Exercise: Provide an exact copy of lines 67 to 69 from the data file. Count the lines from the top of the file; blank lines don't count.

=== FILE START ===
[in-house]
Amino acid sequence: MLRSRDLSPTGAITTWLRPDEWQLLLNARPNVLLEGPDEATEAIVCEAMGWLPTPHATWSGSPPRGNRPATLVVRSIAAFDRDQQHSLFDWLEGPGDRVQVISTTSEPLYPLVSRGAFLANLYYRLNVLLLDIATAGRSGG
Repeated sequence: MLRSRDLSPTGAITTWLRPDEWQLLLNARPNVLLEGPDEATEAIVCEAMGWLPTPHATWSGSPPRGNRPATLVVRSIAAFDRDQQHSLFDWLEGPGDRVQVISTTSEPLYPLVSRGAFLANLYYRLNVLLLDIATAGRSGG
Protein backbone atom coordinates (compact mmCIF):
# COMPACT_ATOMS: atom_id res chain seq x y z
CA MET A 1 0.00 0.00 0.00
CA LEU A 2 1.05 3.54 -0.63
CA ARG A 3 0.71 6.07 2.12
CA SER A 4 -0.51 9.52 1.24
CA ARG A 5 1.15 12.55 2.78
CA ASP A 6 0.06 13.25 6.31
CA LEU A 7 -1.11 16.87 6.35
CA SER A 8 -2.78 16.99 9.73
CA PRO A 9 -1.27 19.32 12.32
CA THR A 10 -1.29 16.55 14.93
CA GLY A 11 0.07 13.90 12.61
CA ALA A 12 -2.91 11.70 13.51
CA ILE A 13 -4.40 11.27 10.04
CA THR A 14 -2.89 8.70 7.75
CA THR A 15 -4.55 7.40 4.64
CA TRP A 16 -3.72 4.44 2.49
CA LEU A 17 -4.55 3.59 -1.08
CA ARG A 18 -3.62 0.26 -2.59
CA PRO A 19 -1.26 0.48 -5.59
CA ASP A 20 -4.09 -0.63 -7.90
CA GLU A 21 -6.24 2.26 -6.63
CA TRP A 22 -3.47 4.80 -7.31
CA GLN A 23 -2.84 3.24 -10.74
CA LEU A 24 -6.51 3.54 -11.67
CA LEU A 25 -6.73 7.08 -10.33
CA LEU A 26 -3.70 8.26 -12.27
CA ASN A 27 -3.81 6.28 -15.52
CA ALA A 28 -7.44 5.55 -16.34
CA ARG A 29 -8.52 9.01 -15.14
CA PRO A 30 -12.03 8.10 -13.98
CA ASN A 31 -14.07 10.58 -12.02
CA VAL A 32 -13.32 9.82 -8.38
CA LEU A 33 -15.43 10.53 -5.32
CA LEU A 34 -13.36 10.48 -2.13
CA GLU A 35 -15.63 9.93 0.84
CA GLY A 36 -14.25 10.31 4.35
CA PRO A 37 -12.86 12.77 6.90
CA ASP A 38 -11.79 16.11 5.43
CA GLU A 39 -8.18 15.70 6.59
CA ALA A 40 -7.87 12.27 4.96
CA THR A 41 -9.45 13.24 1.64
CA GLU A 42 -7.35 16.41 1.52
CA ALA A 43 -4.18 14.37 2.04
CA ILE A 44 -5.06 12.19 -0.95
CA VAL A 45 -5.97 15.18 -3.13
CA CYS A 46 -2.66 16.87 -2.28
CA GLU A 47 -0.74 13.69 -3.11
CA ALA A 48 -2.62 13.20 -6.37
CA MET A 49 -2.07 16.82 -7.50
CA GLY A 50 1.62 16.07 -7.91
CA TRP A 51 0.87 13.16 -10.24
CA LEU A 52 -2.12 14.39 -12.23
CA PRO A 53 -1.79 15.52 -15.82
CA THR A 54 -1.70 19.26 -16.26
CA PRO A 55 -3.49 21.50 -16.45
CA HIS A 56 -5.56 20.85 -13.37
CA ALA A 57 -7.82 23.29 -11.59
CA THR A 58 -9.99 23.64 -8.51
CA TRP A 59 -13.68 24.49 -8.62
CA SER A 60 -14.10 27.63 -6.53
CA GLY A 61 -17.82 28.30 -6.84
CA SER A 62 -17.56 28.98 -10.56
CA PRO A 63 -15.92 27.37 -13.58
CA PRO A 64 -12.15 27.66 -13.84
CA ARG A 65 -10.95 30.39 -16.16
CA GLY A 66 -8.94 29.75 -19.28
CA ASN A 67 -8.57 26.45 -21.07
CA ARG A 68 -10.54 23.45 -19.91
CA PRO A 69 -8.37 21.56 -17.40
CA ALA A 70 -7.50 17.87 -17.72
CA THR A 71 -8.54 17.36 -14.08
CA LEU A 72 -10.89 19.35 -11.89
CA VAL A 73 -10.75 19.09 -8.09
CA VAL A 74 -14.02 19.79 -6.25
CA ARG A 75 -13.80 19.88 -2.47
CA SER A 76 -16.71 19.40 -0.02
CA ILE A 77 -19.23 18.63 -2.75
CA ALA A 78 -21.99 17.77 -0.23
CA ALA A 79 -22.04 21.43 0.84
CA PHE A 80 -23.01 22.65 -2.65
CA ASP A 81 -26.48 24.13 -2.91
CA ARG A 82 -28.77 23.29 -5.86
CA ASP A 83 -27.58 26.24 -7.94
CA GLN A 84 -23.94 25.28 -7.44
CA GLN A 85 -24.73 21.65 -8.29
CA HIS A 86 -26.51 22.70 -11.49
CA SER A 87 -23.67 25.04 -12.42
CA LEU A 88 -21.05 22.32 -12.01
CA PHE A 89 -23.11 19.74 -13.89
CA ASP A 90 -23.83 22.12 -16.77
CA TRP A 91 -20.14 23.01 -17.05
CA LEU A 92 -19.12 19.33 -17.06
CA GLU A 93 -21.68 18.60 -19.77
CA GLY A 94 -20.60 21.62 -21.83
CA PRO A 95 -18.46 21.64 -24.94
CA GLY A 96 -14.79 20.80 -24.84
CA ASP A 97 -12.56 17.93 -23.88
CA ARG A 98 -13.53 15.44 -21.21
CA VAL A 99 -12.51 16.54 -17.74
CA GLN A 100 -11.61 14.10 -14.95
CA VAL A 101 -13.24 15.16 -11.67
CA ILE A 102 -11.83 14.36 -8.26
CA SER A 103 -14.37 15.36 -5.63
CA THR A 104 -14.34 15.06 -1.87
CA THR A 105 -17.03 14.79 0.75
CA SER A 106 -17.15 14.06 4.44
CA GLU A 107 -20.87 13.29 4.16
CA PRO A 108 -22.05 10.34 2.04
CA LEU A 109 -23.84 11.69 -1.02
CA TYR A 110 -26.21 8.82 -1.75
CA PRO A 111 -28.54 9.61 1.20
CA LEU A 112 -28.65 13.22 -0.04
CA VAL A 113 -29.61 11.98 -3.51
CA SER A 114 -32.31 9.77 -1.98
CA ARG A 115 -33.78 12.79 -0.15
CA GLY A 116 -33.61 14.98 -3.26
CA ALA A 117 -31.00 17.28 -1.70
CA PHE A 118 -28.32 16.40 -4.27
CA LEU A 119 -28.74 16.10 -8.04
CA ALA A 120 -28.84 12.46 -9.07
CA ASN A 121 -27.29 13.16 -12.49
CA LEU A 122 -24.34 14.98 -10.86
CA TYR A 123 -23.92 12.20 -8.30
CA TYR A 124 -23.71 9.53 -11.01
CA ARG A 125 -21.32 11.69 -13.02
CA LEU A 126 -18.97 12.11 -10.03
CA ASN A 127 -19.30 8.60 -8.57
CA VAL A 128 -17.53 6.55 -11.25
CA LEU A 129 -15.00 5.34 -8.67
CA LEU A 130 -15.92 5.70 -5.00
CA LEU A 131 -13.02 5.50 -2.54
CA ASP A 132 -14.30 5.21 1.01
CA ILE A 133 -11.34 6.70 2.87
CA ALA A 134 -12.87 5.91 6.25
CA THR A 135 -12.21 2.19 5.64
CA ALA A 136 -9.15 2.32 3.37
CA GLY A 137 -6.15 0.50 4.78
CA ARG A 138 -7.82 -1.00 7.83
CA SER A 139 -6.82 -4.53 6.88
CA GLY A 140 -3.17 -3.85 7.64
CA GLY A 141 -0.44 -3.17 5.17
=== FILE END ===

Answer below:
CA SER A 62 -17.56 28.98 -10.56
CA PRO A 63 -15.92 27.37 -13.58
CA PRO A 64 -12.15 27.66 -13.84